While speaking in Akure, the Ondo state capital, over the weekend, the chairman, senate committee on petroleum resources (upstream), opened up on how he was offered millions of dollars to kill the petroleum industry governance bill (PIGB).
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Omotayo Alasoadura, chairman, senate committee on petroleum resources (upstream), says he was offered millions of dollars to scuttle the petroleum industry governance bill (PIGB).
Speaking after he received a letter of commendation from the correspondents chapel of the Nigeria Union of Journalists (NUJ) in Akure, the Ondo state capital, he said members of the committee in the sixth and seventh national assembly allegedly collected bribe in dollars.
Alasoadura blamed the delay in the passage of the PIGB on the money offered by “powerful Nigerians and some oil companies”.
“They offered me money, but I said no, that the little money that God had provided for me is enough to cater for my wellbeing and that of my family. I was offered millions of dollars. One of them said a former chairman of the committee I head got $10 million to scuttle the bill. I could have taken the money and resigned from the national assembly,” he said.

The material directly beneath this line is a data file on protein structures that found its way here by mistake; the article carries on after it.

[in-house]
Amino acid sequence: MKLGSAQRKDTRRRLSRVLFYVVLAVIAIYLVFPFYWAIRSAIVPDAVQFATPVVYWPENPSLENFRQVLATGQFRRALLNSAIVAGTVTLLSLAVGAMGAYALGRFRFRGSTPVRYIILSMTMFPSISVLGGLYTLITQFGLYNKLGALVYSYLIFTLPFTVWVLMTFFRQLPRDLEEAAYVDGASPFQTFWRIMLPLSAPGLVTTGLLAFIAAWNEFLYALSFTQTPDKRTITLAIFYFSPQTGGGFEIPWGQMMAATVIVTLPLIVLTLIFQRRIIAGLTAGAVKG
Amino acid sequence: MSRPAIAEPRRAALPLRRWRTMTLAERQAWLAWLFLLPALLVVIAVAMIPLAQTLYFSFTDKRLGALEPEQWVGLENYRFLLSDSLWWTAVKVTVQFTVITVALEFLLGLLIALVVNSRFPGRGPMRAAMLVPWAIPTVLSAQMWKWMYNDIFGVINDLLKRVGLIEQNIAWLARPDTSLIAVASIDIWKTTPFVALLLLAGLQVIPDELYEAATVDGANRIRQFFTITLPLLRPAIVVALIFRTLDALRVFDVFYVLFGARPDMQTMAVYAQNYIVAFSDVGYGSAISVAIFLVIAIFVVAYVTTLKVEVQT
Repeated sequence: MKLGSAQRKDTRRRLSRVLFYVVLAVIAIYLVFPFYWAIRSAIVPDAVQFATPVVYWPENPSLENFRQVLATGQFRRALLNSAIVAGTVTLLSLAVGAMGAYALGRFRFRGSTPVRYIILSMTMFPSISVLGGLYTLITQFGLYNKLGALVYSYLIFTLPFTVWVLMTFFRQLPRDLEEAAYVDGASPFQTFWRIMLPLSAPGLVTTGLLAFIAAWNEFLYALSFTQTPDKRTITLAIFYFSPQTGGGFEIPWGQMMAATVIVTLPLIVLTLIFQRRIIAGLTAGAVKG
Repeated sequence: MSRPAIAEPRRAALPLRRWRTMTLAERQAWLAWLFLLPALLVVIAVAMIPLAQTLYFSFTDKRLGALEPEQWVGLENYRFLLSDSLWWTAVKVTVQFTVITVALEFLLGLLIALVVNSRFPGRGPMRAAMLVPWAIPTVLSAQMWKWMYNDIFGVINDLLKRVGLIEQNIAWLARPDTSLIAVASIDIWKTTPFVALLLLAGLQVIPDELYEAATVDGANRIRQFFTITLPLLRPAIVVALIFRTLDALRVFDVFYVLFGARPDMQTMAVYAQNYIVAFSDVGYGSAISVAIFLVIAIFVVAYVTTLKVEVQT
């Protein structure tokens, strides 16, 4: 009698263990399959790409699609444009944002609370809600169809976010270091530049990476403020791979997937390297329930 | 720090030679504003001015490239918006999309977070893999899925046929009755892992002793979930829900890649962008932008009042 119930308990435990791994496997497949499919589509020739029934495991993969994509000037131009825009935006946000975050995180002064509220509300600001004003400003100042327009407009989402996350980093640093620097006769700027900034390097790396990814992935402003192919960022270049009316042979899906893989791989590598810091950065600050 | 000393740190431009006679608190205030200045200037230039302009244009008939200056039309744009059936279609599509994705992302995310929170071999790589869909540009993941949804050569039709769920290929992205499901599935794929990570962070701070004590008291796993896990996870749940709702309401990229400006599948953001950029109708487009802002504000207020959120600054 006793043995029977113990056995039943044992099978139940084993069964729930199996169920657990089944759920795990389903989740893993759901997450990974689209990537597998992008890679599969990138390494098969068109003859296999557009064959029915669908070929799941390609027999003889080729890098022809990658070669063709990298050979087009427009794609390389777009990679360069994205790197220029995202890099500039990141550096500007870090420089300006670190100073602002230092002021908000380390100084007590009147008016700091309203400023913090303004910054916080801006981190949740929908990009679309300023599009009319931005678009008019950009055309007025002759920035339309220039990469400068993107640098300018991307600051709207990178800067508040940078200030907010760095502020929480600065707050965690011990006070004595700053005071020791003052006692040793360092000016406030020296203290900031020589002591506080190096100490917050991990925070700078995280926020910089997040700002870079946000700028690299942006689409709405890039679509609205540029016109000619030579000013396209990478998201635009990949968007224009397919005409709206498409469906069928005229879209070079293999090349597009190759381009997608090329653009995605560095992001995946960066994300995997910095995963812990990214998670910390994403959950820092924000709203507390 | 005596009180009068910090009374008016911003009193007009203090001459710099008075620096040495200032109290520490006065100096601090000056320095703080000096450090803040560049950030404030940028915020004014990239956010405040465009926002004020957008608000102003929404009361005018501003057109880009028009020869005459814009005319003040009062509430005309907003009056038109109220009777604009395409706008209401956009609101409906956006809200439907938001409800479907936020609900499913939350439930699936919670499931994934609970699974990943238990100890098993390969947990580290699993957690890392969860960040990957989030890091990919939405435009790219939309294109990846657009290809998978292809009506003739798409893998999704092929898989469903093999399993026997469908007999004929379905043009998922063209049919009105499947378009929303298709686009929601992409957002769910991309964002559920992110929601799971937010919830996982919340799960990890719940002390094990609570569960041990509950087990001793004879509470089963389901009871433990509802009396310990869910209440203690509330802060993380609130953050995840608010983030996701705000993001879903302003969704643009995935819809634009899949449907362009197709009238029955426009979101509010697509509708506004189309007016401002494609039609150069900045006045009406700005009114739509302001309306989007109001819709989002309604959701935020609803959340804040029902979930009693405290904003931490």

“So the politics, lobby and so on from those who do not want the bill to see the light of the day was terrible. But to the glory of God, the bill was passed in two hours because I did a lot of underground work like meeting people, convincing them about the need for it and areas where people feel they were not satisfied especially, the frontier oil exploration outside the south-south.”
Alasoadura said the bribe offered to the members of the lawmakers delayed the passage of the bill for 13 years.
He said the “imbalance in the national assembly”, which often gives the north an advantage in terms of voting, also had effect on the bill.
“The politics behind the Petroleum Industry Bill (PIB) is more than what you have to do to get the bill passed. In fact, there was a day I was abused by a set of people who came to lobby me for the bill not to be passed,” he said.
“Unless you can withstand pressure, you won’t be able to do what I did. And by the time we were to take the bill to the floor of the house for passage, we booked three days because we thought it would be stormy.
“The south-south wants everything; the north does not want it. So, when it comes to the floor of the senate, it will die because the northern senators are more than the southern senators. In the national assembly, the politics there is different from that of your state. National Assembly is about lobby. It is about getting people to support you.
“If they don’t support you, if you bring the best bill to the floor of the senate, it will die.”
The bill was passed on May 25, 2017. It was broken into four parts.
It seeks to split the Nigerian National Petroleum Corporation (NNPC) into Nigerian Petroleum Assets Management (NPAM) and National Oil Company (NOC).